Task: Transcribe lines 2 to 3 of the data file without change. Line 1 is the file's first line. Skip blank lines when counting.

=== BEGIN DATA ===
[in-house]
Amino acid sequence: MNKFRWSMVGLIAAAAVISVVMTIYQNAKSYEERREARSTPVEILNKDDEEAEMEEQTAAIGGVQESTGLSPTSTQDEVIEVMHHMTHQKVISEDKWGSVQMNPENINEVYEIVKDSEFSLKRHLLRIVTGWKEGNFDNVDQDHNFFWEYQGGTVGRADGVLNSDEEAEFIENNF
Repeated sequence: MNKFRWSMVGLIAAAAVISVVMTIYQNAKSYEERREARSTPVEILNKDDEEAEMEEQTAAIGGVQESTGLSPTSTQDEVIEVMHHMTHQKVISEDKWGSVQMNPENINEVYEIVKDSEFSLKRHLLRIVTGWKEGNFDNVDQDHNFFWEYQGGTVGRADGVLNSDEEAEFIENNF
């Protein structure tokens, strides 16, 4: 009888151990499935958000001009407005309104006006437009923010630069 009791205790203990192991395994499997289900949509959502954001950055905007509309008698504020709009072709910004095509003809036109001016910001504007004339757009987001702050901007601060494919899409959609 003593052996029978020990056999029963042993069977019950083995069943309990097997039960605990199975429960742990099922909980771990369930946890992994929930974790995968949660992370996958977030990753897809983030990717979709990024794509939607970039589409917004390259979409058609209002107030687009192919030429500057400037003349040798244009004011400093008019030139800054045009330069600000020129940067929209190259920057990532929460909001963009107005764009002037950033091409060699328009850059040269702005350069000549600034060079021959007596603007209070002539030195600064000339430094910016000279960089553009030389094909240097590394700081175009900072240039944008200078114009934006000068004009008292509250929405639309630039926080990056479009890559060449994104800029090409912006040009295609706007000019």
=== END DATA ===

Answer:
Amino acid sequence: MNKFRWSMVGLIAAAAVISVVMTIYQNAKSYEERREARSTPVEILNKDDEEAEMEEQTAAIGGVQESTGLSPTSTQDEVIEVMHHMTHQKVISEDKWGSVQMNPENINEVYEIVKDSEFSLKRHLLRIVTGWKEGNFDNVDQDHNFFWEYQGGTVGRADGVLNSDEEAEFIENNF
Repeated sequence: MNKFRWSMVGLIAAAAVISVVMTIYQNAKSYEERREARSTPVEILNKDDEEAEMEEQTAAIGGVQESTGLSPTSTQDEVIEVMHHMTHQKVISEDKWGSVQMNPENINEVYEIVKDSEFSLKRHLLRIVTGWKEGNFDNVDQDHNFFWEYQGGTVGRADGVLNSDEEAEFIENNF